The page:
The study found that after adding the perceived responsibility, the product of power and moral self-image is still significant (p < 0.05), but its standard regression coefficient becomes smaller, which shows that sense of responsibility is in power and moral self. The image plays a part in mediating the influence on self-interested behavior. As shown in Table 3.
In order to further analyze the mediating role of perceived sense of responsibility in the sense of power and moral self-image for self-interested behavior, the process program developed by Hayes (2013) is run with an intermediary adjustment model (model 7), which has been tested by Bootstrap. The different levels of self-image were adjusted and analyzed. For those with low moral self-image, the confidence interval of Bootstrap test did not include 0 (0.12, 0.52). For those with high moral self-image, Bootstrap test, the execution interval contains 0 (−0.19, 0.08), that is to say, when the moral self-image is high, the sense of power has no significant predictive effect on the individual’s sense of responsibility, but when the moral self-image is low, the sense of power can Significantly predict the individual’s sense of responsibility, which in turn affects the level of self-interested behavior. That is to say, the sense of sense of responsibility mediates the influence of power and moral self-image on self-interested behavior. The result verifies H3. The whole regression model is as shown in Figure 5.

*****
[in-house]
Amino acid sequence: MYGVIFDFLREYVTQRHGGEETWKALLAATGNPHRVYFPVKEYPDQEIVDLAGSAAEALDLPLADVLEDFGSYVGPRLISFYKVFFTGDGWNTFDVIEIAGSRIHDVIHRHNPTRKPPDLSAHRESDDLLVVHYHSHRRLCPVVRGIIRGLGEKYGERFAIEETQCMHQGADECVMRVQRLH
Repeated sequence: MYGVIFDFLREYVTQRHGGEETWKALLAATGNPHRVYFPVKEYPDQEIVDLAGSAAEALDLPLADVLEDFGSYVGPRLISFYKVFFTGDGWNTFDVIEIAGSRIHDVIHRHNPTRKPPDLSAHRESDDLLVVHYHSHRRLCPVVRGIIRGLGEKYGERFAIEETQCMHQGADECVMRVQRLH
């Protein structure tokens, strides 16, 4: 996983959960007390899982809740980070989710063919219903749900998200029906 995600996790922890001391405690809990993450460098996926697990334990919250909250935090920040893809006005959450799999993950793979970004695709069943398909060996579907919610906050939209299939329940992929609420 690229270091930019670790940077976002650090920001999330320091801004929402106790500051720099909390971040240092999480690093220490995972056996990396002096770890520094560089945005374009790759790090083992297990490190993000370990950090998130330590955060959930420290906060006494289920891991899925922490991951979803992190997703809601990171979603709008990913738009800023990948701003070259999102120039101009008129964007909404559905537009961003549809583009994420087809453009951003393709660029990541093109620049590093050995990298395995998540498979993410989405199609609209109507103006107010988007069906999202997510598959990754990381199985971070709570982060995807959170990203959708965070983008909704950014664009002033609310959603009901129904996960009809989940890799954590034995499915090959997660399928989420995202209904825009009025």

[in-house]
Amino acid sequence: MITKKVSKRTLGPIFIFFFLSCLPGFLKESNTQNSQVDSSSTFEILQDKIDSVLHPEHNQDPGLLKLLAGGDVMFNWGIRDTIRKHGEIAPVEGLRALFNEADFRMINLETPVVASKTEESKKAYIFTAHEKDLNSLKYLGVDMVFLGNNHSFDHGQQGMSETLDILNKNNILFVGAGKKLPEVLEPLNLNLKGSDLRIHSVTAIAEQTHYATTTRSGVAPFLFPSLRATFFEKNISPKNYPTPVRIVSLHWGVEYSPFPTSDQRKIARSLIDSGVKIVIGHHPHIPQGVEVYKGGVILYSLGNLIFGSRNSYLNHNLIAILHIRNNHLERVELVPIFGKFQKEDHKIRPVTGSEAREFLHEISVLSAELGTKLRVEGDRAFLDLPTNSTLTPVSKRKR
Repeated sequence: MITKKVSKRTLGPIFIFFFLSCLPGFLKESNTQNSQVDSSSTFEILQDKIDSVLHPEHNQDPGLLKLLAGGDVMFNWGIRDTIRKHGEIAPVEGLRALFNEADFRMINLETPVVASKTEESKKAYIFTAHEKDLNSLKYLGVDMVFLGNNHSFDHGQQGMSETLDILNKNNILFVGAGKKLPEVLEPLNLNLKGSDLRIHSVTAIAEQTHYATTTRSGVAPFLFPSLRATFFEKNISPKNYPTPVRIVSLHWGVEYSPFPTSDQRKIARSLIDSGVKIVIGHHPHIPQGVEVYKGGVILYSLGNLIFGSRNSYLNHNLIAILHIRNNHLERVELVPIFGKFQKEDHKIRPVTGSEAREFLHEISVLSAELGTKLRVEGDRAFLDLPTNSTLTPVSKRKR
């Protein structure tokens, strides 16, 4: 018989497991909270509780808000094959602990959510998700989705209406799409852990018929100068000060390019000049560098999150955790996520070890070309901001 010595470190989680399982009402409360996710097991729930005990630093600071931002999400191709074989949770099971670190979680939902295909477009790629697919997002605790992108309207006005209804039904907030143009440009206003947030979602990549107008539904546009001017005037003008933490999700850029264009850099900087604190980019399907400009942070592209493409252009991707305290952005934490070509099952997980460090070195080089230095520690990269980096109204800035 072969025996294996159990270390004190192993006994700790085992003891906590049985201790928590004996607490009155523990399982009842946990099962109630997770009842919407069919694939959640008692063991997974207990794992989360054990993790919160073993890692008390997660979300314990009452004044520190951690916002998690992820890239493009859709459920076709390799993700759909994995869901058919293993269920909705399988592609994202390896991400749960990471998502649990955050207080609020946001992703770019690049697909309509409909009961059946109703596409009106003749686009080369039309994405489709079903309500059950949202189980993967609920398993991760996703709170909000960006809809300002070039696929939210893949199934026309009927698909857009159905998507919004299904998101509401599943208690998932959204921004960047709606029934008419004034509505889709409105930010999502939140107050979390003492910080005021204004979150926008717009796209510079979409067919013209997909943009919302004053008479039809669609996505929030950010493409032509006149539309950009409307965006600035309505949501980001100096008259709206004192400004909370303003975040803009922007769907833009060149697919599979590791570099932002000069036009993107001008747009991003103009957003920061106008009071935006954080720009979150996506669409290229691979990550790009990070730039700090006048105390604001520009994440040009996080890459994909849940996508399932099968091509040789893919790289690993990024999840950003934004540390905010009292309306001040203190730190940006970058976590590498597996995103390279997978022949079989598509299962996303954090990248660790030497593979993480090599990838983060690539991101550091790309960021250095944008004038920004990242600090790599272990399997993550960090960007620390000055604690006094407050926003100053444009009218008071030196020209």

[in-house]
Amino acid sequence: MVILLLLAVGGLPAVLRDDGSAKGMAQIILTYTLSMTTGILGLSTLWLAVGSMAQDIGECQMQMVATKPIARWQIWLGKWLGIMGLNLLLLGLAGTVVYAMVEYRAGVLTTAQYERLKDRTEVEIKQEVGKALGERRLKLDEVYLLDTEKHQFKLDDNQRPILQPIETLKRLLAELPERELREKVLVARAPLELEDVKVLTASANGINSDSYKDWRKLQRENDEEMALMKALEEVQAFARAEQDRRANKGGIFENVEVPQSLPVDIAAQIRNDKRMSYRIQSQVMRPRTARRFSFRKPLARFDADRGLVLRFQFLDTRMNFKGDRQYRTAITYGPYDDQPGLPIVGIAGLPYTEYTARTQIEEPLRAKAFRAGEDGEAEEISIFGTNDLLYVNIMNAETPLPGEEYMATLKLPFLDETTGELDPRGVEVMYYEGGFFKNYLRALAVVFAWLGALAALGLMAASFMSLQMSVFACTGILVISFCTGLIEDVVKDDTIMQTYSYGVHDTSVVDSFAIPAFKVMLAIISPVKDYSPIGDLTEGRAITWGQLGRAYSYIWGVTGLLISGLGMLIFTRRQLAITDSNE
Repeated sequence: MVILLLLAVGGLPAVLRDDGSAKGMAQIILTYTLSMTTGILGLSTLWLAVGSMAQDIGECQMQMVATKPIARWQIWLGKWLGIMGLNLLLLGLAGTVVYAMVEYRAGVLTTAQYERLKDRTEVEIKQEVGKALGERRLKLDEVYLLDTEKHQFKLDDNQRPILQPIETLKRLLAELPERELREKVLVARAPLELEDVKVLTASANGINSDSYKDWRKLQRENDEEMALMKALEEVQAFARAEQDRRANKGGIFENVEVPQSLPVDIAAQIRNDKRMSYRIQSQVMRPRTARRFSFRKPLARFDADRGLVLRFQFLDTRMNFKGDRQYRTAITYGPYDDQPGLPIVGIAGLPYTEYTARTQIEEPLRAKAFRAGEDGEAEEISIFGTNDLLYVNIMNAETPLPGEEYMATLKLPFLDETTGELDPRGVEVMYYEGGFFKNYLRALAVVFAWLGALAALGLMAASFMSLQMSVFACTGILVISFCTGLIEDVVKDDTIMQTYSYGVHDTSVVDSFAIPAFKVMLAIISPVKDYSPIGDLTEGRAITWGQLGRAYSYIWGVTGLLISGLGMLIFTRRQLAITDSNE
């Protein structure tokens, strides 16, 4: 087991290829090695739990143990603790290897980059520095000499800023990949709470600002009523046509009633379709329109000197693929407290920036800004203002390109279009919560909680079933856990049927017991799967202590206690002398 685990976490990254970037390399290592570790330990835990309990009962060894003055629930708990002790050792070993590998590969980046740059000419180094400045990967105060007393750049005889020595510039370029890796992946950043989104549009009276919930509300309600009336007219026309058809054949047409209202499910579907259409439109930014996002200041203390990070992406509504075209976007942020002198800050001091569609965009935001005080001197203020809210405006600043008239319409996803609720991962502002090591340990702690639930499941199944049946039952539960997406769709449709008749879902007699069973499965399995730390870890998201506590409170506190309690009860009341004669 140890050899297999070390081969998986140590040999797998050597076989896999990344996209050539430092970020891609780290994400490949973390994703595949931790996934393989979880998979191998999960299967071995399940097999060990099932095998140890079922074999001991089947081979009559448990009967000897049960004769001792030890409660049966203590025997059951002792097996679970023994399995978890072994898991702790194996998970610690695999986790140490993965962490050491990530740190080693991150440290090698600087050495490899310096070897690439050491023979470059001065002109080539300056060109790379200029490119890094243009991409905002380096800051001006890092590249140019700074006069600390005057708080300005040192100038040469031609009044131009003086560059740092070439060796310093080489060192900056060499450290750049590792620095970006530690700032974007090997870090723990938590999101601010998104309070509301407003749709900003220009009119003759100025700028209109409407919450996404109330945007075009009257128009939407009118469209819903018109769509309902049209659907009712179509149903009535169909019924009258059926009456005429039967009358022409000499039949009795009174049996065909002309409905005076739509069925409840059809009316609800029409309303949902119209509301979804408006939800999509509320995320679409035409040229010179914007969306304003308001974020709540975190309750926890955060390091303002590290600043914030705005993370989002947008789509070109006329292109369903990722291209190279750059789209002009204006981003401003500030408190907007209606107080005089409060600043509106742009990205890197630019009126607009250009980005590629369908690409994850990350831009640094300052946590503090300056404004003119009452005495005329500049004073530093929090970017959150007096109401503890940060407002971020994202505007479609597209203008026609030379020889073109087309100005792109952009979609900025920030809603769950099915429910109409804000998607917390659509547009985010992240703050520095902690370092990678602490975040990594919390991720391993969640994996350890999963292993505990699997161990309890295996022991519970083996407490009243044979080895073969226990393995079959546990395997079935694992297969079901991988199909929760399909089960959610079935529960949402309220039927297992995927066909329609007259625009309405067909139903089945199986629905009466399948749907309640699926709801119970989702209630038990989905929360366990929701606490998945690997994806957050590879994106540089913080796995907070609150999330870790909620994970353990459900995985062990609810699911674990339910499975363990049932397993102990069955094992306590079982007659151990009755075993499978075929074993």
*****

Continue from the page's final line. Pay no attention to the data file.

This study explores the effects of sense of power, moral self-image on self-interested behavior and the mediating effects of perceived responsibility. The study once again supported the findings of the first two studies. First, the sense of power affects the individual’s self-interested behavior. As the individual’s sense of power increases, the self-interest will increase. Second, the moral self-image will adjust the sense of power. The influence of self-interested behavior is manifested in that
Table 3. Regression result.
Note: *p < 0.05, **p < 0.01, ***p < 0.001. P: sense of power, M: moral self-image, PR: perceived responsibility.
Figure 5. Regression model.
when the individual’s moral self-image is low, self-interested behavior will increase with the increase of power, but when the individual’s moral self-image is higher, the sense of power is self-interested. The impact of behavior is not significant. At the same time, the perception of responsibility partially mediates this effect. That is to say, when the individual’s moral self-image is low, the higher the sense of power, the lower the sense of sense of responsibility, thus making his willingness to help others become lower and pay more attention to his own interests, resulting in a higher Self-interested behavior